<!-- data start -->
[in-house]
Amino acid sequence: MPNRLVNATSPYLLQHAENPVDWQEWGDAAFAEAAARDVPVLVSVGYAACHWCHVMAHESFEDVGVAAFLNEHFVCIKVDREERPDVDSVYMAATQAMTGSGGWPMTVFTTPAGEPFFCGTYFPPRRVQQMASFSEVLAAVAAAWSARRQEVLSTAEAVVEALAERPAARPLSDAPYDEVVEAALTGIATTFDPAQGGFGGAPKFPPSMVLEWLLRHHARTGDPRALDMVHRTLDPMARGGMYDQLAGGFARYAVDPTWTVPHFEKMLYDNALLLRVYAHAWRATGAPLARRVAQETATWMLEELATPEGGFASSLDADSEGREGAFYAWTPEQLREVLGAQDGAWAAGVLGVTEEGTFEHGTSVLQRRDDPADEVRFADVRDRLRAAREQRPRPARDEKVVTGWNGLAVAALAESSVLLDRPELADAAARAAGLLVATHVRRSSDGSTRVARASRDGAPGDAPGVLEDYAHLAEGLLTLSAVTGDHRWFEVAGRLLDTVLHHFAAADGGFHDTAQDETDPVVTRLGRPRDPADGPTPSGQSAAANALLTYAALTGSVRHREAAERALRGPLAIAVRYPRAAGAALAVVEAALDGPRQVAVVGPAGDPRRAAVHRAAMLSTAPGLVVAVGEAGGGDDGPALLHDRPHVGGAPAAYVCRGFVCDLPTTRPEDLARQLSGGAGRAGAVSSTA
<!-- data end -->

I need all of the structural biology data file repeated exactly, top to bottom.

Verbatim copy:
[in-house]
Amino acid sequence: MPNRLVNATSPYLLQHAENPVDWQEWGDAAFAEAAARDVPVLVSVGYAACHWCHVMAHESFEDVGVAAFLNEHFVCIKVDREERPDVDSVYMAATQAMTGSGGWPMTVFTTPAGEPFFCGTYFPPRRVQQMASFSEVLAAVAAAWSARRQEVLSTAEAVVEALAERPAARPLSDAPYDEVVEAALTGIATTFDPAQGGFGGAPKFPPSMVLEWLLRHHARTGDPRALDMVHRTLDPMARGGMYDQLAGGFARYAVDPTWTVPHFEKMLYDNALLLRVYAHAWRATGAPLARRVAQETATWMLEELATPEGGFASSLDADSEGREGAFYAWTPEQLREVLGAQDGAWAAGVLGVTEEGTFEHGTSVLQRRDDPADEVRFADVRDRLRAAREQRPRPARDEKVVTGWNGLAVAALAESSVLLDRPELADAAARAAGLLVATHVRRSSDGSTRVARASRDGAPGDAPGVLEDYAHLAEGLLTLSAVTGDHRWFEVAGRLLDTVLHHFAAADGGFHDTAQDETDPVVTRLGRPRDPADGPTPSGQSAAANALLTYAALTGSVRHREAAERALRGPLAIAVRYPRAAGAALAVVEAALDGPRQVAVVGPAGDPRRAAVHRAAMLSTAPGLVVAVGEAGGGDDGPALLHDRPHVGGAPAAYVCRGFVCDLPTTRPEDLARQLSGGAGRAGAVSSTA